Collaborative post

The Pros and Cons of Bridge Financing


Many times, people and companies wanting to sell one property and purchase another, or sell one development and purchase another, go through a brief period of time when they have more financing needs than they can handle with traditional mortgages.

Consider a family selling one house to move across the country and finding a new house in their new city — but having to go ahead and get that new loan approved before their first house has sold.

A bridge loan provides the short-term financing until the first mortgage is satisfied through the sale of the first home.

Bridge loans commonly have a maximum term of one year and have higher interest rates than mortgages with longer terms. Let’s take a look at some of the benefits and drawbacks of this type of financing.

A jar full of coins
Photo by Josh Appel on Unsplash

Benefit #1: Quicker closing times

Oftentimes, you can get to closing with a bridge loan much more quickly than you can with a traditional mortgage.

Bridge lenders do not have the same regulatory hurdles that traditional mortgage lenders face, so there is not nearly as much red tape to clear. However, that means that the risk on the loan is higher.

Benefit #2: Flexible interest repayment

If you are taking out a bridge loan as a company, you can often pay back the loan on a “retained interest,” which means the cost of the interest is just added to the total loan.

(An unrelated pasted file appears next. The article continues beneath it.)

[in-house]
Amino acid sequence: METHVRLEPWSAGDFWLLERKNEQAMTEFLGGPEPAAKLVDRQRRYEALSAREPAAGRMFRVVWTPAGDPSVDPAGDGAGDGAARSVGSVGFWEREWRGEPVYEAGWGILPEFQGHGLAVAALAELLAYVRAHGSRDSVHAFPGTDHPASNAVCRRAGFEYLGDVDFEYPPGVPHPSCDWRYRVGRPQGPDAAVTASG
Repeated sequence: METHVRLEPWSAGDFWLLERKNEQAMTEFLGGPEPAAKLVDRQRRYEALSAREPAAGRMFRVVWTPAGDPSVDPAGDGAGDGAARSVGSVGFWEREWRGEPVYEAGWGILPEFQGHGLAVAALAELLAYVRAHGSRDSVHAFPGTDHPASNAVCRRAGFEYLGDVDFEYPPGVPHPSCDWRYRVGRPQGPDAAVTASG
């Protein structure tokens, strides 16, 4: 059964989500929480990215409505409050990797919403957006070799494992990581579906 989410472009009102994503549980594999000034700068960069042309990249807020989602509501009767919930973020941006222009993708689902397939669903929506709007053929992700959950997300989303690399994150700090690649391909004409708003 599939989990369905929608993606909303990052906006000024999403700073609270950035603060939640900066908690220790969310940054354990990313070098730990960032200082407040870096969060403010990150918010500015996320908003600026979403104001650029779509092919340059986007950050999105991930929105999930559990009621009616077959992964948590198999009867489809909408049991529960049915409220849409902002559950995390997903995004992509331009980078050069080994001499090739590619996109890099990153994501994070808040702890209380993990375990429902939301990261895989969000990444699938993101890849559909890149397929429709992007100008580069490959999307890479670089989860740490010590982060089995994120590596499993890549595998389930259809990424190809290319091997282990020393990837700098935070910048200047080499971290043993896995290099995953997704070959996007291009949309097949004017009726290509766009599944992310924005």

If your business is focused on cash flow, this can make your payouts more reliable. If you choose to pay back the interest as “a serviced,” then the interest comes out monthly.

If the loan is for a property that is already generating revenue, such as a commercial or industrial property, or a leased rent-to-own property, that can make the payments easier to plan for.

Benefit #3: Available for different asset classes

Traditional mortgages are usually only available for particular property uses. However, bridge loans are generally available for property investment purchases, property refurbishment and land deals.

You can also establish the bridge loan as a second or even third position lien, putting it behind financing already on the property. Also, bridge financing can generally cover 100% of the required funding so long as other security, such as land or other property, is available.

Drawback #1: Higher interest rates

The best rate that you can generally get for bridge loans is 0.5 percent per month. The other side of this, of course, is that you get the money quickly, and then once you have more security in place, you can replace the bridge loan with a lower-cost traditional mortgage.

Drawback #2: Related fees

You’ll generally have to pay an arrangement fee, legal fees, valuation fees and broker fees. You can roll these into the loan, but they add to your costs.

Consider using Hank Zarihs Associates to find your bridging finance in London and UK. Our company has connections with more than 60 funders who work with bridge and development financing. The sources include private banks, foreign banks, property funds, pension funds and other entities. Reach out to one of our specialists today!

Previous articleHow is the current pandemic of Covid-19 affecting the job market and the educational sector?
Next articleBlackstone500 Review – Is it a Scam?